art  science  amazing  dna 
august 2015 by iamfantastikate
Lani Holmberg: And Holland Has Tulips examines a family's strength during a challenging time
“They hadn’t seen my thoughts, and there is some honest stuff there, and I read it through to them and stopped to explain it. … It was a very emotional day with a lot of tears. I also had a couple of difficult conversations with Alyssa, telling her to her face I had underestimated her and that she had surprised me. I was blown away by her ability to say ‘I understand what you’re saying and I do understand people see Down Syndrome differently, but I’m a real person with real feelings.’ ”
photography  health  disability  amazing  amazing-women 
april 2015 by iamfantastikate
Flexing New Muscles on the International Space Station
According to Ras Labs studies, Synthetic Muscle can withstand extreme temperatures -- from the cold of space at minus 450 degrees Fahrenheit to well above the boiling point of water at 275 degrees Fahrenheit. Robots with these manufactured muscles could be used in areas unsafe for humans, such as potential nuclear disasters. Robots outfitted with hands built using Synthetic Muscle could go into dangerous areas and perform human tasks requiring fine motor skills, like turning knobs or pushing buttons, to mitigate a disaster.
amazing  science  futurology  robots 
april 2015 by iamfantastikate
Anglo-Saxon remedy kills hospital superbug MRSA
If the 9th Century recipe does lead to new drugs, they might be useful against MRSA skin infections such as those that cause foot ulcers in people with diabetes. "These are usually antibiotic-resistant," says Diggle. However, he doesn't recommend people try this at home. It wouldn't be the first modern drug to be derived from ancient manuscripts – the widely used antimalarial drug artemisinin was discovered by scouring historical Chinese medical texts.
health  history  science  drugs  amazing 
april 2015 by iamfantastikate
'Respect The Robot': Giant Robots Oversee Traffic In Kinshasa
The giant robots are solar-powered, have chests that rotate and are equipped with cameras that send real-time information back to the police station, AFP reports. It's unclear why this is any different than having traffic cameras — besides the fact they look much cooler (and more intimidating) — but the robots appear to be having the desired effect.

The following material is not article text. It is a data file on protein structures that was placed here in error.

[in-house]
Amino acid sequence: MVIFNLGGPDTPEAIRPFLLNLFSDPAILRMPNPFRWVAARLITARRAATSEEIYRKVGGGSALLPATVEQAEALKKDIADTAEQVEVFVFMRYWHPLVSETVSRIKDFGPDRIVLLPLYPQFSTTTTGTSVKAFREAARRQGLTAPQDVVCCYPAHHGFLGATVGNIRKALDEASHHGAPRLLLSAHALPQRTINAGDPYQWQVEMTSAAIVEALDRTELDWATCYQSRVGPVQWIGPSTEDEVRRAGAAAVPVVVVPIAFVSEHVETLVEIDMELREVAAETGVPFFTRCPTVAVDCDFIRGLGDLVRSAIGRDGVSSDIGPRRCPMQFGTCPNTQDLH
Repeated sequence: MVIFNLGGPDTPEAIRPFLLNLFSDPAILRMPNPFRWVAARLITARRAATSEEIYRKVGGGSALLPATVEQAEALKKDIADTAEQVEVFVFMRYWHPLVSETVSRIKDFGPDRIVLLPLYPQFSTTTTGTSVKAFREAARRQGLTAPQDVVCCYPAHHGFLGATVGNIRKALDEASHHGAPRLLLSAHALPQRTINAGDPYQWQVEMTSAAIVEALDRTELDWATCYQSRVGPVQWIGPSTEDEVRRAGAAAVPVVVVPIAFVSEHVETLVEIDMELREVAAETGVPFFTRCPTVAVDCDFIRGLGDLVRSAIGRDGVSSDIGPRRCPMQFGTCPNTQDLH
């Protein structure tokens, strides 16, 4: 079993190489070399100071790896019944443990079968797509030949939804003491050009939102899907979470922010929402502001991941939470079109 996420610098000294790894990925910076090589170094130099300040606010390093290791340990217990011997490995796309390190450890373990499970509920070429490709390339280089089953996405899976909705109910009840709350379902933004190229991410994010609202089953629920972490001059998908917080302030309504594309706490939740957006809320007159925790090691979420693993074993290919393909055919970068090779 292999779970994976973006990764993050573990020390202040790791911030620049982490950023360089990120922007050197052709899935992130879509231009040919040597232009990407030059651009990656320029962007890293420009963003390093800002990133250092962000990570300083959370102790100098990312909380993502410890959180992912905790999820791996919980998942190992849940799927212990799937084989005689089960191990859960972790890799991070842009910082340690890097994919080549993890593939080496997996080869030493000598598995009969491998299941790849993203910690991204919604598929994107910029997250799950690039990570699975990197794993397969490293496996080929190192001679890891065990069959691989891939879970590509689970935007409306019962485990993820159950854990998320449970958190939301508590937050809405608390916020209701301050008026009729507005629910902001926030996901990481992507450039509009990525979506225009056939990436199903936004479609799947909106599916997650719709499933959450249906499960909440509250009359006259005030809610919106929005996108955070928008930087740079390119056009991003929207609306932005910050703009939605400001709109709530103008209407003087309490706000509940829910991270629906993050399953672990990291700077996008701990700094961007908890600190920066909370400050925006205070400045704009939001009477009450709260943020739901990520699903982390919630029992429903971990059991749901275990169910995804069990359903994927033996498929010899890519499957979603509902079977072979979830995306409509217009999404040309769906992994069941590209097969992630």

drc  robots  amazing  amazing-women  futurology  transportation 
march 2015 by iamfantastikate
BBC News - The girl who gets gifts from birds
She didn't gather this collection. Each item was a gift - given to her by crows. She holds up a pearl coloured heart. It is her most-prized present. "It's showing me how much they love me." Gabi's relationship with the neighbourhood crows began accidentally in 2011. She was four years old, and prone to dropping food. She'd get out of the car, and a chicken nugget would tumble off her lap. A crow would rush in to recover it. Soon, the crows were watching for her, hoping for another bite. As she got older, she rewarded their attention, by sharing her packed lunch on the way to the bus stop. Her brother joined in. Soon, crows were lining up in the afternoon to greet Gabi's bus, hoping for another feeding session.
seattle  washington-state  children  uplifting  animals  amazing  amazing-youngsters  environment 
march 2015 by iamfantastikate
A Few Words on Russell Tovey and Why If It Weren't for My Father, I Wouldn't Be a Faggot
My own truth is that I went down the very path that Tovey claims he was able to avoid: I was an extremely effeminate boy. A sissy. A faggot. I know some of you are recoiling at the sight of that word. I am using it on purpose. It symbolizes everything that Tovey and his father were terrified of seeing materialize before their eyes and everything I was because I didn't have a choice in the matter -- or a father with a plan to prevent it. I wasn't merely gay or just a boy attracted to other boys, I was a swishing, prancing princess wagging my penis at the garbage man and waving a My Little Pony figurine like a scepter as I sashayed through my neighborhood. I was the very embodiment of everything our society worries could go wrong with a little boy, and in my small Midwestern town in the early '80s, I was every father's nightmare awoken and menacingly mincing my way through our local mall's food court.